Angela Merkel and other European leaders are preparing on Monday to commemorate the 30th anniversary of the start of the fall of Soviet Communism. Three decades on from initial protests on the Hungarian-Austrian border, which became the first chink in the Iron Curtain, questions are being raised about the significance of current unrest from Moscow to Hong Kong.
Take the example of Hong Kong where protesters have just had the 11th straight weekend of demonstrations. This represents the worst political unrest in the Chinese territory for decades which started in criticism of a proposed law allowing for extradition of people to the mainland.
Meanwhile, Moscow is also witnessing some of the biggest protests in years with tens of thousands hitting the streets triggered by exclusion of opposition and independent candidates from the city’s council ballot. So far at least, the crackdown by Russian authorities has been stronger than China, with mass arrests by police in Moscow.
These protests come not just on the 30th anniversary of the beginnings of the fall of European Communism, but also the Tiananmen Square demonstrations that same year. And the moment broadly coincides too with the 10th anniversary of the immediate aftermath of the international financial crisis.
Forging a new sense of patriotism
Of course, the world of today is significantly different in several respects from even 2009, let alone 20 years earlier. It is the rise of China, which has now surpassed the United States as the world’s largest economy on purchasing parity terms, which is perhaps the biggest global gamechanger, certainly since 1989. And this helps explain part of the reason why there is so much global attention on the outcome of Hong Kong’s political unrest.
And the protests in Russia could also be hugely consequential for international relations too. When Vladimir Putin was re-elected last year, it was widely assumed that he would remain president until at least 2024.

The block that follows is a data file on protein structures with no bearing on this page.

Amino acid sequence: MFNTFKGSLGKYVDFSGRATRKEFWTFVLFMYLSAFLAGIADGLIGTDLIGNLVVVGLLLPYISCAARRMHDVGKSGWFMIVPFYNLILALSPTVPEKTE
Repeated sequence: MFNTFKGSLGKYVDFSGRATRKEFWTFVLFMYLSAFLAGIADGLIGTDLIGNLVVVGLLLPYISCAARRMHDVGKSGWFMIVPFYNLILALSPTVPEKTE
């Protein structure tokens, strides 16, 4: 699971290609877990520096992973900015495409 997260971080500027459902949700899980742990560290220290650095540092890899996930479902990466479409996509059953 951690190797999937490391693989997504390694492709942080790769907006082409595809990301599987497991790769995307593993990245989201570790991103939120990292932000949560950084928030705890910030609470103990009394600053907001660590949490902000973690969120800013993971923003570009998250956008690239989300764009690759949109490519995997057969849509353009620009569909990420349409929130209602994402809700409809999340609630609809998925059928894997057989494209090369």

To be sure, Putin has proved highly skilled in tapping into the post-Cold War national mood by forging a new sense of patriotism. Yet, while his hold on power appears to remain quite strong, it remains possible his political luck could continue going south.
And in this context a key question already being asked by some is whether the current protests across the world may make 2019 into a key moment in world history like a 1989, or even a 1968, 1914, or 1848. Whatever the validity of these historical analogies might prove to be, the context for interpreting the unrest in Moscow and Hong Kong is not just the domestic politics of each geography, but also the broader period of heightened political volatility around the globe in recent years.
What has captured most headlines — in recent years — is the rise of anti-establishment populists riding the anti-globalisation mood across much of the world. This may have reached its climax in 2016 with the election of Donald Trump as US president, and the United Kingdom voting to leave the EU.
However, the impact has been much wider, in both the developed world and emerging markets. For instance, millions have taken to the streets and administrations in more than half of the 27 EU states fell or were voted out of office from Spring 2010 to 2012 alone.
In emerging markets, the ‘Arab Spring’ began in Tunisia in 2010 and subsequently spread to include changes of power in Egypt and Libya; transfer of power in Yemen; plus demonstrations and uprisings in several countries. There was also the Ukrainian revolution of 2014, which resulted in the ousting of pro-Moscow President Viktor Yanukovych; and the Brazilian demonstrations of 2013, the largest in the country for some two decades.
Seen from this prism, the Hong Kong and Moscow protests are only the latest manifestation of a disparate range of political disruption across the world in recent years. This has been reportedly described as “a revolutionary wave, like 1848” by Sir Nigel Inkster, former director of operations for the UK Secret Intelligence Service.
Diverse origins of political instability
As the Moscow and Hong Kong protests indicate, this political instability has diverse origins. This includes not just political and economic factors, but also the disruptive role of social media and other technologies.
There remains debate about how instrumental social media has been in fomenting political protest, including now in Hong Kong and Moscow. However, whether one sees it as an essential component that translated discontent into concrete action, or accentuated what was already-inevitable, indisputably it has played an enabling, mobilising role.
Going forward, a key question is whether this multi-year wave of instability will now tail off. While this is possible, there is significant prospect of continuing political volatility across the world, not least if much of the world economy goes into recession again after what has been a fragile recovery in many countries in the last decade.
While circumstances will vary from state to state, future political instability will potentially be fuelled not just by long-standing political and/ or socio-economic discontent, as in Russia now for many people after two decades of Putin being in power, which social media can help fuel. In addition, economic inequality and legacies of the financial crisis may also be powerful in multiple countries too.
— Andrew Hammond is an Associate at LSE IDEAS at the London School of Economics